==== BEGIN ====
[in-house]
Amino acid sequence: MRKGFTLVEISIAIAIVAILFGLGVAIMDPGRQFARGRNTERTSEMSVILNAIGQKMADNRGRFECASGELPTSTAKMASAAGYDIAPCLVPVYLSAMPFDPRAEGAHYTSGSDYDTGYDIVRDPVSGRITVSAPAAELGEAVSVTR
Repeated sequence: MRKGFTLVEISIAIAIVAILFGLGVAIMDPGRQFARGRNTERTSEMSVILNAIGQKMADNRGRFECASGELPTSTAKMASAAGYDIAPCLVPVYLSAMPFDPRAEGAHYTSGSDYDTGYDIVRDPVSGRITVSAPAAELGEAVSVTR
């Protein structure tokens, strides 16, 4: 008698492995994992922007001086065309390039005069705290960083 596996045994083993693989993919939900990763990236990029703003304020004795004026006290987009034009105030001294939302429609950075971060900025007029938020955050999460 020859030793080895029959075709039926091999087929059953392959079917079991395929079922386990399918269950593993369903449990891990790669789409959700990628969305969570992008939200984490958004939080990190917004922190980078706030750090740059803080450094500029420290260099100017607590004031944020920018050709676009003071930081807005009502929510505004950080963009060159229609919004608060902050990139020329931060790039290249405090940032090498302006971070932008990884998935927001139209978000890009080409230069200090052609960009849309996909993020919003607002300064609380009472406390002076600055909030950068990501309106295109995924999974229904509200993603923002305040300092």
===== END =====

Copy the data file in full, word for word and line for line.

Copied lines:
[in-house]
Amino acid sequence: MRKGFTLVEISIAIAIVAILFGLGVAIMDPGRQFARGRNTERTSEMSVILNAIGQKMADNRGRFECASGELPTSTAKMASAAGYDIAPCLVPVYLSAMPFDPRAEGAHYTSGSDYDTGYDIVRDPVSGRITVSAPAAELGEAVSVTR
Repeated sequence: MRKGFTLVEISIAIAIVAILFGLGVAIMDPGRQFARGRNTERTSEMSVILNAIGQKMADNRGRFECASGELPTSTAKMASAAGYDIAPCLVPVYLSAMPFDPRAEGAHYTSGSDYDTGYDIVRDPVSGRITVSAPAAELGEAVSVTR
């Protein structure tokens, strides 16, 4: 008698492995994992922007001086065309390039005069705290960083 596996045994083993693989993919939900990763990236990029703003304020004795004026006290987009034009105030001294939302429609950075971060900025007029938020955050999460 020859030793080895029959075709039926091999087929059953392959079917079991395929079922386990399918269950593993369903449990891990790669789409959700990628969305969570992008939200984490958004939080990190917004922190980078706030750090740059803080450094500029420290260099100017607590004031944020920018050709676009003071930081807005009502929510505004950080963009060159229609919004608060902050990139020329931060790039290249405090940032090498302006971070932008990884998935927001139209978000890009080409230069200090052609960009849309996909993020919003607002300064609380009472406390002076600055909030950068990501309106295109995924999974229904509200993603923002305040300092």